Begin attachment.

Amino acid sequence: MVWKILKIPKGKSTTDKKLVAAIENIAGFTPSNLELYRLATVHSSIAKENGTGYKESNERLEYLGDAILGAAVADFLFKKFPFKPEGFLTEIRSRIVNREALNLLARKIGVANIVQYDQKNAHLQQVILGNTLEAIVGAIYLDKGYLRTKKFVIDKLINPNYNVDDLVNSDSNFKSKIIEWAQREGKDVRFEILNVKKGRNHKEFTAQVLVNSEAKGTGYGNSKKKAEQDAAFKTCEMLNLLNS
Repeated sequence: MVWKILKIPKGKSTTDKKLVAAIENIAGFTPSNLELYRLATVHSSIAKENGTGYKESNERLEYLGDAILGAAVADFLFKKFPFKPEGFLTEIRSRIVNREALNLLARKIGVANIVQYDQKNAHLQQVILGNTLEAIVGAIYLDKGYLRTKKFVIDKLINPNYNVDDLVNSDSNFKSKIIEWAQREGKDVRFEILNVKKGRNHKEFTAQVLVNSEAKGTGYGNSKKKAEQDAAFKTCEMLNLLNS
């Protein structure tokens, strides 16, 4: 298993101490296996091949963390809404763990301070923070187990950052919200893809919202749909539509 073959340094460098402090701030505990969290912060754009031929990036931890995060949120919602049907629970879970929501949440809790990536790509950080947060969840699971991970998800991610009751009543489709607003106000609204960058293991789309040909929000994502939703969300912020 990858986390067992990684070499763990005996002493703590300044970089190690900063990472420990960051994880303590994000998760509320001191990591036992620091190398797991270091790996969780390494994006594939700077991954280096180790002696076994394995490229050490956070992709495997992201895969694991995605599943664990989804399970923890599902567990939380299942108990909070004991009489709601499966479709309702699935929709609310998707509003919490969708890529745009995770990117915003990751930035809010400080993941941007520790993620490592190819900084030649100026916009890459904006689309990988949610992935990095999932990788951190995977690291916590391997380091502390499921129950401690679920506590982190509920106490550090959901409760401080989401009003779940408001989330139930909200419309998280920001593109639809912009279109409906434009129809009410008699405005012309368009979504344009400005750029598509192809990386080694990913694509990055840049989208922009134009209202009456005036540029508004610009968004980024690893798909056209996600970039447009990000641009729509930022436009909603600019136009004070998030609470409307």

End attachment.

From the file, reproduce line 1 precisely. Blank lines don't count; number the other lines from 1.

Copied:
Amino acid sequence: MVWKILKIPKGKSTTDKKLVAAIENIAGFTPSNLELYRLATVHSSIAKENGTGYKESNERLEYLGDAILGAAVADFLFKKFPFKPEGFLTEIRSRIVNREALNLLARKIGVANIVQYDQKNAHLQQVILGNTLEAIVGAIYLDKGYLRTKKFVIDKLINPNYNVDDLVNSDSNFKSKIIEWAQREGKDVRFEILNVKKGRNHKEFTAQVLVNSEAKGTGYGNSKKKAEQDAAFKTCEMLNLLNS